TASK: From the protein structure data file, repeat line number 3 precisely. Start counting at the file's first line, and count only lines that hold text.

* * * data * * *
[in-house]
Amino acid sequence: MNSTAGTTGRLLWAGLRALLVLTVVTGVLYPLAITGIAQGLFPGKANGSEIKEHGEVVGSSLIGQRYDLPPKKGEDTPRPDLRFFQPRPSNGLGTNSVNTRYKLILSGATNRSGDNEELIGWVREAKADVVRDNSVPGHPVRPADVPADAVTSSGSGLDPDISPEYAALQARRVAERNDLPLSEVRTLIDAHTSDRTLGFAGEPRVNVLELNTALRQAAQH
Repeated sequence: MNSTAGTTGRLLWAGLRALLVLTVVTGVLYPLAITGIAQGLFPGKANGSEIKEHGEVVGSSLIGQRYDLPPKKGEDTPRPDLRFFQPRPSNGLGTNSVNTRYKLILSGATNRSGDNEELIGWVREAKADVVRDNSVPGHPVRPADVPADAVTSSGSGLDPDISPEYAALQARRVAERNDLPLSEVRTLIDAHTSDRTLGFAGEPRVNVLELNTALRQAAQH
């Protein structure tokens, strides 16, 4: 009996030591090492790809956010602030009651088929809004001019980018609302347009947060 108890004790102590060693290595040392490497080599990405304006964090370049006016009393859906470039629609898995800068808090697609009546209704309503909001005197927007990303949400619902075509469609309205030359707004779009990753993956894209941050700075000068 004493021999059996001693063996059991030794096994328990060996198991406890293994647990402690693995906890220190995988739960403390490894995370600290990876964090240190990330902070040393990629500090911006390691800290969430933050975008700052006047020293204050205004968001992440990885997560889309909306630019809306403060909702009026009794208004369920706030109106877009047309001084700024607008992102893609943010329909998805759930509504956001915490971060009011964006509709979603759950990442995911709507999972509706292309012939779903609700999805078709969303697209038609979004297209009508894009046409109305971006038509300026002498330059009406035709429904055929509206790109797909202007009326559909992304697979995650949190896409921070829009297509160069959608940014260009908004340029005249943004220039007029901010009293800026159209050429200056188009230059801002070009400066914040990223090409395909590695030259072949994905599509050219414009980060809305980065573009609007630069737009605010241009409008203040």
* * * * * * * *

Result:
Repeated sequence: MNSTAGTTGRLLWAGLRALLVLTVVTGVLYPLAITGIAQGLFPGKANGSEIKEHGEVVGSSLIGQRYDLPPKKGEDTPRPDLRFFQPRPSNGLGTNSVNTRYKLILSGATNRSGDNEELIGWVREAKADVVRDNSVPGHPVRPADVPADAVTSSGSGLDPDISPEYAALQARRVAERNDLPLSEVRTLIDAHTSDRTLGFAGEPRVNVLELNTALRQAAQH